Rosin, Bow Weight, and Variations

December 04, 2009

Today I had my second lesson with my new cello teacher. It was a wonderful 40 minutes that left me excited about playing and eager to have my next practice session.


My chromatic tuner arrived this week and I’ve been using it to tune the cello before each practice. It makes the instrument sound the best it can and it helps me to hear what the notes are supposed to sound like. Today at the start of the lesson we tuned our cellos using my tuner. I pointed out that the fine tuner for the G-string was almost completely tightened, so he loosened it, tightened the peg a bit and re-tuned it for me. Midway through the lesson he checked the tuning again and one of the strings was slightly flat. It is very cold outside today (20º) and the cello was readjusting to inside temperatures. I only have to drive about 10 minutes to the lesson, and walk maybe 3 minutes more outside from the parking lot to the music department on campus, but even that short exposure to cold air effects the instrument. I made sure I was 15 minutes or so early to the lesson to give the cello more time to warm up before playing it.


Since I wasn’t entirely sure I was properly applying rosin to the bow I asked about it, my teacher showed me using a short scrubbing motion, back and forth over a small section of the bow hairs, and then slowly moving down the length of the bow with that motion. He was careful to hold his thumb over the metal plate where the bow hairs join the frog, so as not to chip the rosin cake. And he was carful to apply rosin to the entire length of the bow.


One of the exercises he showed me 10 days ago was to practice placing the bow against the strings with my right hand properly holding the bow - no playing involved just getting the right grip on the bow and then properly addressing the string. This is something I haven’t been doing enough of, so I need to add that to my practice routine. The idea is to develop muscle memory of the proper grip and arm position when addressing the string correctly. As practice only makes permanent, careful, correct practice will make perfect.

We worked on how much weight to use when pressing the bow against the strings. Too much “crunches” the string and the sound. Too little gives a glassy or wispy sound. The larger strings require an ounce or two more pressure than the smaller strings. He pointed out what I had discovered, that when properly bowed the string’s vibration is nicely visible. The variation in bow weight is something measured in ounces or grams, not pounds. The imagery he used was that of doing a push-up. When the bow hairs are only just touching the strings that is equivalent to the push-up starting position with your arms straight. When the bow is pressed hard enough against the string to pinch the hairs between the bow stick and the string that is the same as having your chest on the floor. Proper bow weight in most cases would be somewhere in the middle. The sound of the string is the best indicator of proper weight. Not wispy and not crunched.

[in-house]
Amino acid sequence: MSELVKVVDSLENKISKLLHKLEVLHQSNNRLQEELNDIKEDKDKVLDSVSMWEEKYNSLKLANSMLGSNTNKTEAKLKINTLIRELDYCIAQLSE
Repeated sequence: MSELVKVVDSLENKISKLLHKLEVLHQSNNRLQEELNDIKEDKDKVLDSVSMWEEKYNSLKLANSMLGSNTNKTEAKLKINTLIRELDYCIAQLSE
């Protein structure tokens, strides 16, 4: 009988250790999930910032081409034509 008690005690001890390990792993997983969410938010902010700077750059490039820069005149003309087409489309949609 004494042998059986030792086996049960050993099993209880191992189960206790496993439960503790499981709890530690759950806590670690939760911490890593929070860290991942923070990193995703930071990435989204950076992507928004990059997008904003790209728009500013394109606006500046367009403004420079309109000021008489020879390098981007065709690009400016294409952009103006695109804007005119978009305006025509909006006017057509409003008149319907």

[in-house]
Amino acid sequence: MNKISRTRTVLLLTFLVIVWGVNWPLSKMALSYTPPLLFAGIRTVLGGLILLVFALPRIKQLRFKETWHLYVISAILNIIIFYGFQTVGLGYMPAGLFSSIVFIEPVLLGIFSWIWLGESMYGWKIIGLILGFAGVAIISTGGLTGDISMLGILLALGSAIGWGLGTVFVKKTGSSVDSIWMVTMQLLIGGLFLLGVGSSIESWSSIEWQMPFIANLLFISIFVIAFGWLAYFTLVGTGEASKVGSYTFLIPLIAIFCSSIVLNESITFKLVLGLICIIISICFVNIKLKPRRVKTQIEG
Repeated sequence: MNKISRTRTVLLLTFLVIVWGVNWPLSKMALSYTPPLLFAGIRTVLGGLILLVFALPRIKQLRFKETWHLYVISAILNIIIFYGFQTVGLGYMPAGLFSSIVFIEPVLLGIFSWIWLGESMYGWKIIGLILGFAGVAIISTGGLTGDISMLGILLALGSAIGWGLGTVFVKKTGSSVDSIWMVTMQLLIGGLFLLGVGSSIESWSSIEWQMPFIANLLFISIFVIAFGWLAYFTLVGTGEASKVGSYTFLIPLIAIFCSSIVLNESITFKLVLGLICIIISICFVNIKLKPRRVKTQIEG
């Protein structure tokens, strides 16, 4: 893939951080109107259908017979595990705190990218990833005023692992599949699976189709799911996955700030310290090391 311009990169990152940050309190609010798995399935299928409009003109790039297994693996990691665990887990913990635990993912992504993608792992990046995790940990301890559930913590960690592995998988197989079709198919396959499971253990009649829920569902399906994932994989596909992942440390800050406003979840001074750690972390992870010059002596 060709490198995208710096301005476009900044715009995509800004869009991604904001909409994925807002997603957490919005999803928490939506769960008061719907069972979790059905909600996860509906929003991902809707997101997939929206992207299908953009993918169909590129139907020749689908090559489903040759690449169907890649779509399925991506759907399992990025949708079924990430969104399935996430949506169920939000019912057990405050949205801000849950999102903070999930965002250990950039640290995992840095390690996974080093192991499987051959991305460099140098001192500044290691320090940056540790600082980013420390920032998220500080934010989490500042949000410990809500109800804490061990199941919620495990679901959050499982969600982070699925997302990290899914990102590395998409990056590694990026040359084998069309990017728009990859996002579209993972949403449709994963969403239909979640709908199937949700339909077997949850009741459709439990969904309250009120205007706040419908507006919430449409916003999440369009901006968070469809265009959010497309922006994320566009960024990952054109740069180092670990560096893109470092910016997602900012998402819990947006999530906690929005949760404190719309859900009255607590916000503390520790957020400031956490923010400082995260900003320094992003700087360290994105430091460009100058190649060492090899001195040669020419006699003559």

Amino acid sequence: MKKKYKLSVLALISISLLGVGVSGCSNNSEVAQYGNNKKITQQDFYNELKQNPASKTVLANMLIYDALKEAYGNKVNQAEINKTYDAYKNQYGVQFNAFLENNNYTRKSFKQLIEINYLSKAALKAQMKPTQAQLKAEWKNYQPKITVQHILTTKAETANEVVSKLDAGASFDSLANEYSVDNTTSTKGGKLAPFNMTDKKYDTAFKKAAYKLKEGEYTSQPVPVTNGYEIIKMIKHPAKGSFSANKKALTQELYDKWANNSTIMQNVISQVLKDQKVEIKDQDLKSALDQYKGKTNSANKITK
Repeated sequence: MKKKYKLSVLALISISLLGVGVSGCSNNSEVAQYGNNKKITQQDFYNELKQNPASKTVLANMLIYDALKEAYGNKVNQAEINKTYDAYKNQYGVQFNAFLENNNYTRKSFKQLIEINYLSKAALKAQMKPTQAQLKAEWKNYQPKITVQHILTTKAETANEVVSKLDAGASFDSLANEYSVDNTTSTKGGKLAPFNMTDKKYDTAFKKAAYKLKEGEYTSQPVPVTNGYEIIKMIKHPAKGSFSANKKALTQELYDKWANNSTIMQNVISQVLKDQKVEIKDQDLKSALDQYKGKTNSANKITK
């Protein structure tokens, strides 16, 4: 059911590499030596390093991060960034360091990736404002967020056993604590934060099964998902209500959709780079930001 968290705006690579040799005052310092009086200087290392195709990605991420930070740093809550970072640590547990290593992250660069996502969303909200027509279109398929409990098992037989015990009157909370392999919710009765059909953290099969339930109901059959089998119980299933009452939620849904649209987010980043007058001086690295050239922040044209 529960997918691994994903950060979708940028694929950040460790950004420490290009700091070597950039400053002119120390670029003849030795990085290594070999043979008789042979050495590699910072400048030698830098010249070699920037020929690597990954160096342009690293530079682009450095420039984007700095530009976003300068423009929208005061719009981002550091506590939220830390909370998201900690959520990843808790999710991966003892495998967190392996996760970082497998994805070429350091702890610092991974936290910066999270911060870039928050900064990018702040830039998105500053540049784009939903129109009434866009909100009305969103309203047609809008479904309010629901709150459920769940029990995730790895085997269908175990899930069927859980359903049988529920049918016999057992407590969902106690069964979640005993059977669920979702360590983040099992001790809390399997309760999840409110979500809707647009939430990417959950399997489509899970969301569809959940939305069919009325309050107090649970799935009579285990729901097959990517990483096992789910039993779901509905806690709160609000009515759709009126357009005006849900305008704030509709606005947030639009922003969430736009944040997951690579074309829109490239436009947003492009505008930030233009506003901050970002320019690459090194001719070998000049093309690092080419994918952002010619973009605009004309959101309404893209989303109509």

We played through the Twinkle Twinkle variations I’ve been working on. My teacher again reiterated that these rhythm patterns occur over and over again in cello literature, that by practicing them I am building a foundation for later pieces. In one I am playing more legato than he would like, but for the most part I’ve got the patterns down fairly well.

He wants me to work on the transitions between fingerings and strings. He had a piece of paper with windows cut into it that was then laminated that he laid over the music to show just 4 or 8 notes around a transition, say from A on the A-string to G on the D-string. He wants me to work in playing 8, then 4, then 2 notes on A followed by 8 or 4 or 2 notes on G. By isolating the transitions from the entire piece I can improve that aspect of it. Practicing the transitions in isolation will allow me to play the entire piece fluently and without pauses.


He pointed out that the 3rd finger is the hardest one for everybody, and that I am no exception. It tends to be flat, i.e, too close to the first finger. He was pleased with how close to the proper fingerings I have already and noted that I self-correct. He said it is always easier to hear someone else play and tell if a note is flat or sharp than to hear yourself. Particularly when you are in the middle of playing something; he said there is a lot going on (bowing, fingering, et cetera) and the adding hearing the note too is sometimes difficult.


He was pleased that I have the CD for the book and wants me to listen to it a lot. Like learning language, where you hear things as an infant long before you can say them, I need to listen to music in the book that I am not yet playing, so I’ll be familiar with it when I do start playing those piece.. Having heard language from birth helps an infant to know when the sounds he or she is making are correct; listening to the music over and over will help me to recognize it when I play .

He wants me to start working through the Suzuki book on my own and he’ll make corrections as needed. He wants me to memorize as much as I can - being able to focus exclusively on the bowing and fingering will be enough with out trying to add reading the “hieroglyphics” this is written music.

All in all it was another very good lesson. I leave there excited and ready to sit down and play for an hour or two. :) I am extremely happy about learning to play the cello and thrilled with my teacher and he approach to teaching.

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Mark H. Nichols

I am a husband, cellist, code prole, nerd, technologist, and all around good guy living and working in fly-over country. You should follow me on Twitter.